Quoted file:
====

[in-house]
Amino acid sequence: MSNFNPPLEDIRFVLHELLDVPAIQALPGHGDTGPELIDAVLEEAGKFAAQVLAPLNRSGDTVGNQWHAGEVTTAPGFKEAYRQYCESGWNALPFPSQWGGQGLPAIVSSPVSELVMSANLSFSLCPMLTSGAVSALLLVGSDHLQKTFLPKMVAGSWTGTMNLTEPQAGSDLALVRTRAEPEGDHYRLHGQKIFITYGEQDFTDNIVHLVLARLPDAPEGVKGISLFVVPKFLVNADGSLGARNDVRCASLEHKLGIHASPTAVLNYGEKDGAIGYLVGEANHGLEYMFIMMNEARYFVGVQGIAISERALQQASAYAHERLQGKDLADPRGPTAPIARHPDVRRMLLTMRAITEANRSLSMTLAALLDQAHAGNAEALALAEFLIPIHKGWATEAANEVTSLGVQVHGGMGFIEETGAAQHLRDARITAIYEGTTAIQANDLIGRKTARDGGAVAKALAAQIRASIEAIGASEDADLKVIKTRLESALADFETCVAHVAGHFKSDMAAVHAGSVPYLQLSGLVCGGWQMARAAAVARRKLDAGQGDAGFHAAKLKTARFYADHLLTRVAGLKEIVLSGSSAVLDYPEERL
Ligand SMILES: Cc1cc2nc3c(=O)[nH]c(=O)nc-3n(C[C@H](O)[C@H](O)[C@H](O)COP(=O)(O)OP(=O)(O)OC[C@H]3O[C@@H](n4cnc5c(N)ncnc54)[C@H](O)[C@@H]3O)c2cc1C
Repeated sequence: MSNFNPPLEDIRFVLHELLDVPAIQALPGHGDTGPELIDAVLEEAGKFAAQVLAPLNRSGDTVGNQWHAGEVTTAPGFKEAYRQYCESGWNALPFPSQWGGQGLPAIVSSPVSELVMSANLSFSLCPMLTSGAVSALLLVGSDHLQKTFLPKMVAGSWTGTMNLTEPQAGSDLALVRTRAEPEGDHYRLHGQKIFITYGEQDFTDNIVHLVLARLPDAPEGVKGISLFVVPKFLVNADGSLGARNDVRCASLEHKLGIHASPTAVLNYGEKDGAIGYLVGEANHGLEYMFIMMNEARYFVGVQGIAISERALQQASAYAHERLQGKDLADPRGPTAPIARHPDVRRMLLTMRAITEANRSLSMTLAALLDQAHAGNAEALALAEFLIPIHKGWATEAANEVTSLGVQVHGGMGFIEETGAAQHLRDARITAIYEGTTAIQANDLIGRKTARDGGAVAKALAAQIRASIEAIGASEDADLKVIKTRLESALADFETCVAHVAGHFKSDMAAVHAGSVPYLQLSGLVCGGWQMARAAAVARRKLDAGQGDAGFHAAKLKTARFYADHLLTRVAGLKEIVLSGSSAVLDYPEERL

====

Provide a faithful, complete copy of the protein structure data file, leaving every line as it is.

[in-house]
Amino acid sequence: MSNFNPPLEDIRFVLHELLDVPAIQALPGHGDTGPELIDAVLEEAGKFAAQVLAPLNRSGDTVGNQWHAGEVTTAPGFKEAYRQYCESGWNALPFPSQWGGQGLPAIVSSPVSELVMSANLSFSLCPMLTSGAVSALLLVGSDHLQKTFLPKMVAGSWTGTMNLTEPQAGSDLALVRTRAEPEGDHYRLHGQKIFITYGEQDFTDNIVHLVLARLPDAPEGVKGISLFVVPKFLVNADGSLGARNDVRCASLEHKLGIHASPTAVLNYGEKDGAIGYLVGEANHGLEYMFIMMNEARYFVGVQGIAISERALQQASAYAHERLQGKDLADPRGPTAPIARHPDVRRMLLTMRAITEANRSLSMTLAALLDQAHAGNAEALALAEFLIPIHKGWATEAANEVTSLGVQVHGGMGFIEETGAAQHLRDARITAIYEGTTAIQANDLIGRKTARDGGAVAKALAAQIRASIEAIGASEDADLKVIKTRLESALADFETCVAHVAGHFKSDMAAVHAGSVPYLQLSGLVCGGWQMARAAAVARRKLDAGQGDAGFHAAKLKTARFYADHLLTRVAGLKEIVLSGSSAVLDYPEERL
Ligand SMILES: Cc1cc2nc3c(=O)[nH]c(=O)nc-3n(C[C@H](O)[C@H](O)[C@H](O)COP(=O)(O)OP(=O)(O)OC[C@H]3O[C@@H](n4cnc5c(N)ncnc54)[C@H](O)[C@@H]3O)c2cc1C
Repeated sequence: MSNFNPPLEDIRFVLHELLDVPAIQALPGHGDTGPELIDAVLEEAGKFAAQVLAPLNRSGDTVGNQWHAGEVTTAPGFKEAYRQYCESGWNALPFPSQWGGQGLPAIVSSPVSELVMSANLSFSLCPMLTSGAVSALLLVGSDHLQKTFLPKMVAGSWTGTMNLTEPQAGSDLALVRTRAEPEGDHYRLHGQKIFITYGEQDFTDNIVHLVLARLPDAPEGVKGISLFVVPKFLVNADGSLGARNDVRCASLEHKLGIHASPTAVLNYGEKDGAIGYLVGEANHGLEYMFIMMNEARYFVGVQGIAISERALQQASAYAHERLQGKDLADPRGPTAPIARHPDVRRMLLTMRAITEANRSLSMTLAALLDQAHAGNAEALALAEFLIPIHKGWATEAANEVTSLGVQVHGGMGFIEETGAAQHLRDARITAIYEGTTAIQANDLIGRKTARDGGAVAKALAAQIRASIEAIGASEDADLKVIKTRLESALADFETCVAHVAGHFKSDMAAVHAGSVPYLQLSGLVCGGWQMARAAAVARRKLDAGQGDAGFHAAKLKTARFYADHLLTRVAGLKEIVLSGSSAVLDYPEERL